Ferro-Novick Lab
Vesicle traffic, autophagy,and ER quality control
 
The goal of our research program is to understand how intracellular membranes communicate with each other to maintain cellular homeostasis during cell stress
 
Cross-talk between the secretory and autophagy pathways
 
Macroautophagy is a highly conserved catabolic process that uses membrane trafficking machinery to make autophagosomes, distinct organelles that target cellular components for degradation. Basal levels of macroautophagy continuously replenish the cellular pool of amino acids and other metabolites to maintain cellular homeostasis. However, when cells are stressed, macroautophagy is quickly upregulated. This upregulation leads to a dramatic membrane reorganization in the cell to meet the high demand for membrane that is used to form autophagosomes. Recent studies indicate that the membrane needed to form an autophagosome comes in part from the secretory pathway. When macroautophagy is induced, the secretory pathway is downregulated. This down regulation is a consequence of diverting ER-derived COPII coated vesicles, that normally traffic to the Golgi, to the macroautophagy pathway. Understanding how core trafficking machinery interacts with the autophagy machinery during cell stress to maintain homeostasis is a current focus of the lab.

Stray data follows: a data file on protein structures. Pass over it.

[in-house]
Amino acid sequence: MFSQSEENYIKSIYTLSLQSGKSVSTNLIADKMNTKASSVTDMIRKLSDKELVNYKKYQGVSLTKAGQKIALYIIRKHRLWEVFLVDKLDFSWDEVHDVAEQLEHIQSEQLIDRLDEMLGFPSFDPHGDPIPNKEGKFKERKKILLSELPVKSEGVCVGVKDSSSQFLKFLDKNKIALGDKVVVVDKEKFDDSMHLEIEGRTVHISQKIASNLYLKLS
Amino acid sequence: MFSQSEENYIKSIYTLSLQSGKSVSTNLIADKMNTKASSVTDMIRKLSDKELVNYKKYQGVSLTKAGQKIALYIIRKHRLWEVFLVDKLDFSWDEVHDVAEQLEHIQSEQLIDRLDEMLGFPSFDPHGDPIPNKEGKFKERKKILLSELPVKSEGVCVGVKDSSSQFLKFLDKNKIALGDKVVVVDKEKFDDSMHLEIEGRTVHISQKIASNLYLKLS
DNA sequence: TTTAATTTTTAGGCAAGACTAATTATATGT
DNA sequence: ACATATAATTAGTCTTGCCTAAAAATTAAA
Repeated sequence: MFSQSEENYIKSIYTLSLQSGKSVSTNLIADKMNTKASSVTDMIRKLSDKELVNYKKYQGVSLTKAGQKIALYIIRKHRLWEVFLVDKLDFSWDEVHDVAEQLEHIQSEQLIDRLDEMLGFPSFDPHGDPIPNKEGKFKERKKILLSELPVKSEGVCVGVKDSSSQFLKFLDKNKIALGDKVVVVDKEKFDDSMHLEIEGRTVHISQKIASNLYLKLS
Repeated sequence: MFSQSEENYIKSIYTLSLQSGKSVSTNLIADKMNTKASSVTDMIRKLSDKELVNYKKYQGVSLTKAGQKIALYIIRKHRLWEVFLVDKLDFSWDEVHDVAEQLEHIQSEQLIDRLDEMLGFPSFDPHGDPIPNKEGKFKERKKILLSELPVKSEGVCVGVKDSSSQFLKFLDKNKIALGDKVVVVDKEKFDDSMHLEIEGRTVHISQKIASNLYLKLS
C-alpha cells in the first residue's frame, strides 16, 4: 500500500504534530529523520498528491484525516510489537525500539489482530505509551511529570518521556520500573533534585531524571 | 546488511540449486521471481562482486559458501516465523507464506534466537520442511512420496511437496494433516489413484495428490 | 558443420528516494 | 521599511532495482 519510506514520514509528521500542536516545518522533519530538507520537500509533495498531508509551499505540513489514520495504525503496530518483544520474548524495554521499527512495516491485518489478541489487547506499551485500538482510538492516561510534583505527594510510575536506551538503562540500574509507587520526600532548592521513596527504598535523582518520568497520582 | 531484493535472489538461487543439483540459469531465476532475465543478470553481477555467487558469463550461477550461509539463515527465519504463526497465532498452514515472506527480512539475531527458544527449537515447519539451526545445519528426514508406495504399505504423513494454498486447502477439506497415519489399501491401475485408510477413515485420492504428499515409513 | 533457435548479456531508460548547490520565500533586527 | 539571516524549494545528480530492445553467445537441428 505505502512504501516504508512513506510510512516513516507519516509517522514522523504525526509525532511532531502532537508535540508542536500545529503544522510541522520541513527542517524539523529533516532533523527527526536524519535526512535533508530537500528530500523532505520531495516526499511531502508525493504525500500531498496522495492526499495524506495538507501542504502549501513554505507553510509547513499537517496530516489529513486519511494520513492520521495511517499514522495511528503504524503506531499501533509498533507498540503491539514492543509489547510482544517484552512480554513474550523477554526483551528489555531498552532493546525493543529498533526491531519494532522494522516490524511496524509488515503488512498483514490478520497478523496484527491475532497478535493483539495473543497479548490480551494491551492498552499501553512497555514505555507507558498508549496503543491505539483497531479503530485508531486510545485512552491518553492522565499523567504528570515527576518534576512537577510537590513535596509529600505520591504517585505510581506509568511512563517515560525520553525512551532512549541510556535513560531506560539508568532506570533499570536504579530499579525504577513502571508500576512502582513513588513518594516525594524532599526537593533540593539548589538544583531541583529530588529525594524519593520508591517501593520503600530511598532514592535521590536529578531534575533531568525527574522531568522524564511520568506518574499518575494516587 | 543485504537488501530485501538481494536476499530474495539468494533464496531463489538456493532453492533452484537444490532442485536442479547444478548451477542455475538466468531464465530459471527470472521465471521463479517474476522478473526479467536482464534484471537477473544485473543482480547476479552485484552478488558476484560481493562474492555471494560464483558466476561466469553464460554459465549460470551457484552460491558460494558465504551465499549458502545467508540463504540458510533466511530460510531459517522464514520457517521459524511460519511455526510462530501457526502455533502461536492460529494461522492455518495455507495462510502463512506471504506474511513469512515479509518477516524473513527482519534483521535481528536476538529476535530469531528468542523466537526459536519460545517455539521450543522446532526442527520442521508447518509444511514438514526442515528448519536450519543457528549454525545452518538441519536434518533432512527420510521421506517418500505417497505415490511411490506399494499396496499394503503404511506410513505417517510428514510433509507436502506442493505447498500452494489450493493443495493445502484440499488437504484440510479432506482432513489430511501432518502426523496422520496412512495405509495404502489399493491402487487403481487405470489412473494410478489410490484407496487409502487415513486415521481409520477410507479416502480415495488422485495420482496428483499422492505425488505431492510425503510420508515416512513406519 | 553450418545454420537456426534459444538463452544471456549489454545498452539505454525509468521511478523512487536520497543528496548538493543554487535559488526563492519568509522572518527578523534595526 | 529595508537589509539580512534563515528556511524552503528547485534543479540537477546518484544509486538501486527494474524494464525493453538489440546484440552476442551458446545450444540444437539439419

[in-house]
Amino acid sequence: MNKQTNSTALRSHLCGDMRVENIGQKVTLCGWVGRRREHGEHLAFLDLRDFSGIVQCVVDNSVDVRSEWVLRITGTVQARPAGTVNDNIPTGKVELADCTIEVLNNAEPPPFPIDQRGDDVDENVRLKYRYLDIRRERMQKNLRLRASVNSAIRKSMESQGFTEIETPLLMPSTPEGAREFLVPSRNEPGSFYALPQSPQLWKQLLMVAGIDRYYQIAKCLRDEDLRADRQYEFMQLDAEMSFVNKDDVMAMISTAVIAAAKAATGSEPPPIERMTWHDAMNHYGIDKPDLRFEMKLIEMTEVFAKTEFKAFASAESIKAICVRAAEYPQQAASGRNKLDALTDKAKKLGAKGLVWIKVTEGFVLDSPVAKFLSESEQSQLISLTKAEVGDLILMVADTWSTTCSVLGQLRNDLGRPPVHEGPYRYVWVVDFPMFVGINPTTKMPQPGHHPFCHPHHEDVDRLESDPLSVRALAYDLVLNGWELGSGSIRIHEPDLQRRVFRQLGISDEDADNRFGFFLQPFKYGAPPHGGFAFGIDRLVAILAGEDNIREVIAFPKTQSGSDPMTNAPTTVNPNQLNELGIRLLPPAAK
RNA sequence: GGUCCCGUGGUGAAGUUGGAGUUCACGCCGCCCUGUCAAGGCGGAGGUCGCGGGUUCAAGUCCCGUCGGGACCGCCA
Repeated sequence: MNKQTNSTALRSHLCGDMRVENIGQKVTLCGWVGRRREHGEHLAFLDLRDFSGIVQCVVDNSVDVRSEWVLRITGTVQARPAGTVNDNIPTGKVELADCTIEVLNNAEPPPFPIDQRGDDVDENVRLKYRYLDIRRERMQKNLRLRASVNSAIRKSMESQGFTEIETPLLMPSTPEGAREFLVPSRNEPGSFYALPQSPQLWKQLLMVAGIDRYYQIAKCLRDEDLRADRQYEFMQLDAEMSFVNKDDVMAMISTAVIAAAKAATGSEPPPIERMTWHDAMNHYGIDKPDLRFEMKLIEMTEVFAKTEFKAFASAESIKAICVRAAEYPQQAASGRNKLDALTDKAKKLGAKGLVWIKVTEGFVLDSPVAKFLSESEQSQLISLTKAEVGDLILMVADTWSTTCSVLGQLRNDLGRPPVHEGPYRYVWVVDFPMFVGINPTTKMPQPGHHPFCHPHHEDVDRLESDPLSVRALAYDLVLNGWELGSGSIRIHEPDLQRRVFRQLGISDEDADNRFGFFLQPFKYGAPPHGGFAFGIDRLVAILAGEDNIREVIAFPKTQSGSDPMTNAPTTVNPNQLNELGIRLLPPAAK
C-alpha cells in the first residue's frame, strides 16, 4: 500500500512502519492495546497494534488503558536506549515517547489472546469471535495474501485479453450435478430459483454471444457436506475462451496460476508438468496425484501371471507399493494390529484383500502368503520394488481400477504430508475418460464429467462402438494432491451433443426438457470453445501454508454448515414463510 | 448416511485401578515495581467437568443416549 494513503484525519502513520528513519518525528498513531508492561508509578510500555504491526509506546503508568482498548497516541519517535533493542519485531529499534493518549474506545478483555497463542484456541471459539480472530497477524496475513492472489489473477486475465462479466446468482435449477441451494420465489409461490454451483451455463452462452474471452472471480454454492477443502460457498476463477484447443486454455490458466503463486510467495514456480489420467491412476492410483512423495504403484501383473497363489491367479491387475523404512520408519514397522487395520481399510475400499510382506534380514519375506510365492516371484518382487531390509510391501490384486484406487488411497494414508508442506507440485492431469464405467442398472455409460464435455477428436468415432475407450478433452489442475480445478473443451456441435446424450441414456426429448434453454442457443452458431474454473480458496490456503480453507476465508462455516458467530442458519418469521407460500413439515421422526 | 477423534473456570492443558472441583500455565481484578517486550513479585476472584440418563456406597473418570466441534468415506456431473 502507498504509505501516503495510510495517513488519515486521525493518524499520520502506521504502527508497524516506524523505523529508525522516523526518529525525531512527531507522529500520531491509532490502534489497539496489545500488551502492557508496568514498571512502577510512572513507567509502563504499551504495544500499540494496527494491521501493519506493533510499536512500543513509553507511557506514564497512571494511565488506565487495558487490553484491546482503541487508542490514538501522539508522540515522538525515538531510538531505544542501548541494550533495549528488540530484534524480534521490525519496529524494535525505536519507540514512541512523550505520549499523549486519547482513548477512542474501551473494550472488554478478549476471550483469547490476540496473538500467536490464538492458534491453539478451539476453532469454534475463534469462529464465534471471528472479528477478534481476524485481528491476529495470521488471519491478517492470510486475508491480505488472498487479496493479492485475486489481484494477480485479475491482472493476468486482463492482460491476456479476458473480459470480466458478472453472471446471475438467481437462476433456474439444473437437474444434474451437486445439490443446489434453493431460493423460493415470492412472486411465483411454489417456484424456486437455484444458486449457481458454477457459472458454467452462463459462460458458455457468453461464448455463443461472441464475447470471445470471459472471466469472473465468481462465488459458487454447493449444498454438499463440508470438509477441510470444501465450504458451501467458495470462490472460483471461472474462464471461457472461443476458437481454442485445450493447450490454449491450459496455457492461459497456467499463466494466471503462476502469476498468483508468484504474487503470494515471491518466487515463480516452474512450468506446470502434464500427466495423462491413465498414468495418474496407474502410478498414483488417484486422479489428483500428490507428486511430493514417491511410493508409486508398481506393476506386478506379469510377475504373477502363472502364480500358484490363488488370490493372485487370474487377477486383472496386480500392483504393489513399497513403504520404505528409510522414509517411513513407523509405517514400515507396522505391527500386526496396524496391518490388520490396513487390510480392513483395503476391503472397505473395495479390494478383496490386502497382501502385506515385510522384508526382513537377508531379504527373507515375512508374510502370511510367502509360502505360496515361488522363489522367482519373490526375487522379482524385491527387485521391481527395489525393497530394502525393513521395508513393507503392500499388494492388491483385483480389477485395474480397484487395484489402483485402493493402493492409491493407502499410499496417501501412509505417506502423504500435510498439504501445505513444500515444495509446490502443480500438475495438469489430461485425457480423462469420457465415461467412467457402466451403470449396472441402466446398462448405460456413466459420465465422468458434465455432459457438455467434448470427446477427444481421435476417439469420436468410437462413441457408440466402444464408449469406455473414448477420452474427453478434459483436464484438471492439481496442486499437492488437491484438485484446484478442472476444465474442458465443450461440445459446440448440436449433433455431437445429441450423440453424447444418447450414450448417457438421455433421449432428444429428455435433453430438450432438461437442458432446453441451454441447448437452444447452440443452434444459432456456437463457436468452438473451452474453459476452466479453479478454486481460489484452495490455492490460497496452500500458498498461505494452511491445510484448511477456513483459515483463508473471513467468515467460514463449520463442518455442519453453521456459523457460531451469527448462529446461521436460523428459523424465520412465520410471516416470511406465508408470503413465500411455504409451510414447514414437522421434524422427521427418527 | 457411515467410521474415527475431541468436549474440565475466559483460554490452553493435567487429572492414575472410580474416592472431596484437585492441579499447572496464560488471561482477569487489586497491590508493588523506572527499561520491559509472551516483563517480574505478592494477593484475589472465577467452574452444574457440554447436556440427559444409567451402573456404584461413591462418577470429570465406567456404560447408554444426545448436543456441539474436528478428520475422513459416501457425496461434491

ER Structure and quality control

The ER has many functions, including lipid synthesis, glycosylation and protein folding. A significant fraction of the proteins that enter the ER do not fold properly and instead accumulate in the lumen of the ER. ER quality control pathways degrade misfolded proteins and maintain ER abundance. The objective of these studies is to understand a new and exciting ER quality control pathway, called ER phagy, which degrades the ER during cell stress. We are addressing the role that protein phosphorylation, the GTPase Rab1 and ER structure play on this pathway. Defects in this pathway lead to neuropathies in mammals.